So you want to be a successful model? Modeling can be an exciting and lucrative career if you do it well, come across the right opportunities and are willing to put in the time, hard work and energy.
Here are five tips to get you into modeling, successfully.
The first step to becoming a model is taking professional photos of yourself that you can share with clients and agencies down the line. You'll want to start building up a portfolio to show clients and agencies, so it'd be wise to get together a book or an online collection of your photos.
There are tons of photographers who are also just starting out and will need models to build their own portfolios. Join groups on Meetup and social media platforms like Facebook, put out a Craigslist ad, and share with your social circles to connect with other likeminded creatives who'd be willing to help you for little pay or no pay (and an exchange instead).
Start contacting agencies to represent you. Most successful models are backed by agencies. It's important, however, to find an agency whose values align with yours. This is because your agency will find you opportunities, and you want to make sure that these are the kinds of opportunities that you'll want to take. While you should say yes to opportunities (see below), you don't want to pigeon hole yourself as a niche model if you're trying to branch out into other categories. Likewise, you don't want to be all over the map once you are trying to brand yourself in a certain way.
Some top modeling agencies include the following:
There are also tons of alternative modeling agencies cropping up around the world. Alternative and unconventional modeling agencies include Anti-Agency, STATE, No Agency and The Ugly Modeling Agency, to name a few.
Sign up to take modeling courses to help you improve your skills. You can always be better, and taking a class, no matter what level you're already at, will help you to develop new skills and hone in on existing skills so that you can be the best model you can be. You'll learn from other modeling students in similar shoes, and you'll network with these people in your industry, as well.
It may also be a good idea to check out the pages of the aforementioned modeling agencies (and other agencies you may want to work with!) to get a sense of how their models work. Many of them, like IMG Models, for example, have advice pages and resources for up-and-coming models.
IMG Models’ unique mentorship program, Model Prep, for example is "where industry professionals and veteran models share expertise and experience with our emerging talent." The "round table conversations cover a broad range of subjects as disparate as cyber security and skincare, with an emphasis on gaining practical information and life skills, as well as building community with fellow models and IMG managers."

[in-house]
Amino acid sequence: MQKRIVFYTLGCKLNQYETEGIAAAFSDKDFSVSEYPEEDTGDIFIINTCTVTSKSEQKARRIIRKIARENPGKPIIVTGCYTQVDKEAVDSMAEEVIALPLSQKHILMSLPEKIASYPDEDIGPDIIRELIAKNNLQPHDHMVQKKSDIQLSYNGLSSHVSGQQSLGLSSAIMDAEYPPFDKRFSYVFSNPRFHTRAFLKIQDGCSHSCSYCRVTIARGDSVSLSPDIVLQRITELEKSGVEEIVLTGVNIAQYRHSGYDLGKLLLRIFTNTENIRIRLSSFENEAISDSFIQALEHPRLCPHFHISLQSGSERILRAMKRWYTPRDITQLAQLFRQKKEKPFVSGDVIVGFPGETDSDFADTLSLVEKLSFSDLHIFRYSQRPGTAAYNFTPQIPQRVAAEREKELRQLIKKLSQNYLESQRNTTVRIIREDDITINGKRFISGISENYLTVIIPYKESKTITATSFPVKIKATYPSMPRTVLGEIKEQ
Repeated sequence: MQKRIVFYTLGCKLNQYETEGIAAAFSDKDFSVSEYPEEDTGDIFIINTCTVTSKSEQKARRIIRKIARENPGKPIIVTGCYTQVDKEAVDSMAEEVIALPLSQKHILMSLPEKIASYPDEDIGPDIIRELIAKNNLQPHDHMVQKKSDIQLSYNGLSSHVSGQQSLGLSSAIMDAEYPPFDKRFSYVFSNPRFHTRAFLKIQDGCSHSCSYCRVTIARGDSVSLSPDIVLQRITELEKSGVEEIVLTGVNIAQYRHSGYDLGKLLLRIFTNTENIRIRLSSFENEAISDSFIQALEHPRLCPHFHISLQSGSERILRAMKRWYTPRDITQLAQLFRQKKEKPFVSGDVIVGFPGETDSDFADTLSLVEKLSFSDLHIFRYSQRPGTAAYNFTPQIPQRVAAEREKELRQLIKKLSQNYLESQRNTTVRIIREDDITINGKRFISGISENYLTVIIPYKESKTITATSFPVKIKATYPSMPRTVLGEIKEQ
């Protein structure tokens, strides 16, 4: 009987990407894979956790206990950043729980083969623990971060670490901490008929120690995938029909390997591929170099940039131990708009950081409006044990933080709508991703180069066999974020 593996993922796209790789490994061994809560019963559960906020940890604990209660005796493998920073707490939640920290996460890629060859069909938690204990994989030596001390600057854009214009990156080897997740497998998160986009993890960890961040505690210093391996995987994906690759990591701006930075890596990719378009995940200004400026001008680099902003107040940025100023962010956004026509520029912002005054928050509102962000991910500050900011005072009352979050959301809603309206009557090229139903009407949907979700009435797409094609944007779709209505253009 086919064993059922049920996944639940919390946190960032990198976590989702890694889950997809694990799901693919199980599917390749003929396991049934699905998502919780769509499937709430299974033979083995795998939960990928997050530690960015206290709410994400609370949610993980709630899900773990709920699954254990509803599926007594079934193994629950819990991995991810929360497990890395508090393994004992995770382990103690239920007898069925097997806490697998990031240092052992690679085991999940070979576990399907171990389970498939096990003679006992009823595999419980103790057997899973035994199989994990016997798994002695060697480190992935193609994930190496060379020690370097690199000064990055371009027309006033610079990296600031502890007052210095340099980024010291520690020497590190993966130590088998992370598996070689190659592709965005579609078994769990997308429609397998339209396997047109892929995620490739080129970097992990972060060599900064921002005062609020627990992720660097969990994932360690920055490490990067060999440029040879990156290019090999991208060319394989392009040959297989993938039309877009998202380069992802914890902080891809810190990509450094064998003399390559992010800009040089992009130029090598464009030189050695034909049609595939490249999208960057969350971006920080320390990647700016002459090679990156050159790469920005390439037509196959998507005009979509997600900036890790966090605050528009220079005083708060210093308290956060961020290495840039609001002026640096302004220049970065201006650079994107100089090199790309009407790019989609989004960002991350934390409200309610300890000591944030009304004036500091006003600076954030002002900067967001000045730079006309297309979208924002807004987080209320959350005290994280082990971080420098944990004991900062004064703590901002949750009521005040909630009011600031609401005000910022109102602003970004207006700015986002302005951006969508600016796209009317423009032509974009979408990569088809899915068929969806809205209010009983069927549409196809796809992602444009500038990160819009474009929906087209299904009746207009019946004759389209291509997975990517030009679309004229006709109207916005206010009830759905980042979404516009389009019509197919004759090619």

Rule number one: Beggars can't be choosers. When you're first starting out modeling, say yes to opportunities! You need the experience. Of course, there will be some proposals with which you simply aren't comfortable or that go against your values and morales, and it's OK to say no when you need to. But, generally speaking, do your best to keep an open mind and take what comes your way. Everyone has to start somewhere.
In the modeling world, networking is key. Attend seminars, go to happy hours, show up at industry events and be present. In order to get yourself out there, you have to put yourself out there. So network, network, network.
Contrary to popular belief, there is no generalized height specification to become a model. While different agencies may have different requirements and runway models and high-end editorial models may mostly appear to be on the taller end, there's plenty of work out there for models who aren't super tall! As diversity in body image becomes ever more important in the media (and there's a stronger push for it!), models of all heights and body types will be accepted.
For example, supermodel Kate Moss is known as one of the first successful models at just 5 feet and 6 inches tall.
"You are likely to hear that to be a model you need to be beautiful, tall and slender with perfect proportions; now this is certainly true for high fashion models, where designers want one type of model that they feel shows off their designs in the best way," according to Model Management. "However, if you do not fit this criteria, don’t despair as there are many other areas that you can work in successfully and lucratively as a model. The modeling industry needs all different shapes and sizes. It ranges from the models who are required for the runways of Paris and Milan to those being seen in the background of TV commercials. You need to find the right fit for you and your place in the industry."
Models get paid varying amounts depending on the type of modeling that they do, their experience, their agency, where they work and for whom they work. That said, a model will earn an average salary of around $32,000 to $48,000, based on their levels of tenure, according to Recruiter. Models tend to make the most money in California, where they can earn an average salary close to $42,180.
How much money you earn as a model will vary, but by putting in the work, you can make a lucrative career out of it.
AnnaMarie Houlis is a feminist, a freelance journalist and an adventure aficionado with an affinity for impulsive solo travel. She spends her days writing about women’s empowerment from around the world. You can follow her work on her blog, HerReport.org, and follow her journeys on Instagram @her_report, Twitter @herreportand Facebook.
Our employer partners are actively recruiting women! Update your profile today.